David Nunan is Module Co-ordinator for the Practice of Evidence-Based Healthcare, as well as a supervisor for MSc students. He is also a Departmental Lecturer and Senior Research Fellow at the Nuffield Department of Primary Care Health Sciences.
What was your earliest ambition?
I wanted (and still do to some degree) to be a martial arts action movie star/ninja and represent my country. I achieved the latter but not yet the former.
Who has been your biggest inspiration?
After Bruce Lee, and related to my work, I would say all the educators and mentors I have had that showed great dedication, passion and futility.
Why did you get into EBM?
I knew very little of EBM before I joined the CEBM but working in the Centre I soon realised the importance of it and how it has helped shape medicine and healthcare for the better. I’ve also become increasingly interested in the current flaws of EBM and ways to tackle them.
What do you feel has made the most difference in EBM?
I think the recognition by medical councils that trainee medics should be trained in the basics of EBM, recognising its importance and that EBM should be embedded into the daily practice of medicine and healthcare.
Describe your approach to research in three words.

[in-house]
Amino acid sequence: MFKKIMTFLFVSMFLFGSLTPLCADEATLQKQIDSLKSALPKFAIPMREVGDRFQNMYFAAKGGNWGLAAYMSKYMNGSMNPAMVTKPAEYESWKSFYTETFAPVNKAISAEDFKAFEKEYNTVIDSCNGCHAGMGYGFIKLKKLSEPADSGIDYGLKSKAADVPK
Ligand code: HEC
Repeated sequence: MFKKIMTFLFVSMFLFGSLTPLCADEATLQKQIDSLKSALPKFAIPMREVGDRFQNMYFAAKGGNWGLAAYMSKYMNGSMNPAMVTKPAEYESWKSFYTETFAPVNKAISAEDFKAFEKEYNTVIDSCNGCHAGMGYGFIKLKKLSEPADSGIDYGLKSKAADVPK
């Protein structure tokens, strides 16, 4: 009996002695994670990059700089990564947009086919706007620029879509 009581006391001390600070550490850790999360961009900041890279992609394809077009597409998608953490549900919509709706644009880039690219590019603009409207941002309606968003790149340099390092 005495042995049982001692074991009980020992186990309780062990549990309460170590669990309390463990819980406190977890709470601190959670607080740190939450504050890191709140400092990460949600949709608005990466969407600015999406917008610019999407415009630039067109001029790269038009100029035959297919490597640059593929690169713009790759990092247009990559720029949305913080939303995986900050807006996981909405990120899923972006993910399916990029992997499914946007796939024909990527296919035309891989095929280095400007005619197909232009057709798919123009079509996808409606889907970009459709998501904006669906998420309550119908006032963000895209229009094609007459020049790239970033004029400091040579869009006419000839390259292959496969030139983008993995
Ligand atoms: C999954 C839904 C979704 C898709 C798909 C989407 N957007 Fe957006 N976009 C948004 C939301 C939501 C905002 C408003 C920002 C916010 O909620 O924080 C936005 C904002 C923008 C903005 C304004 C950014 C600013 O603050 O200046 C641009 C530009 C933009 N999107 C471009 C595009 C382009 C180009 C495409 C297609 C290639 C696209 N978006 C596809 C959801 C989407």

What do you like most about teaching?
What I learn. I don’t think there has been a teaching session where I haven’t walked away without learning something new – either a question I couldn’t answer in a satisfactory way or teaching of a concept that did or didn’t work. The constant feedback on your own knowledge and ability to transfer this but more importantly to inspire others to want to learn – these are the reasons I enjoy teaching.
Do you have any regrets about becoming a doctor?
I’m not a medical doctor but have a PhD. No regrets.
What has been your most innovative piece of teaching?
I have engaged with new technologies to create different ways of presenting information to hopefully cater to different types of learning styles. I like to push boundaries a bit, even if it means a few misses along the way.
When are you having the most fun at work?
When I’m deep in the focus of data analysis; teaching to motivated and questioning students.
If you weren’t a doctor/teacher, what would be doing instead?
I refer you to my first answer!
What do you find hardest about teaching?
Preparing content that is interesting/relevant/stimulating; when conditions are not conducive to learning.
If you were given £1 million for research, what would you do?
I would use it to initiate an independent research network that would test/review and summate the highest quality evidence for medical interventions/diagnostics etc; where members of the network have no financial or other conflicts of interest, are totally impartial to the research questions being assessed, are completely transparent with their methodologies, comply with all reporting standards, report only what the data shows in a way that makes sense to both health professionals and patients, and have completely open access policies around data sharing.
I would probably need more than £1 million for this!
What one resource should every EBM enthusiast read?
The stream of Evidence-Based Health JISC email network.
To see more posts in this series, please click here.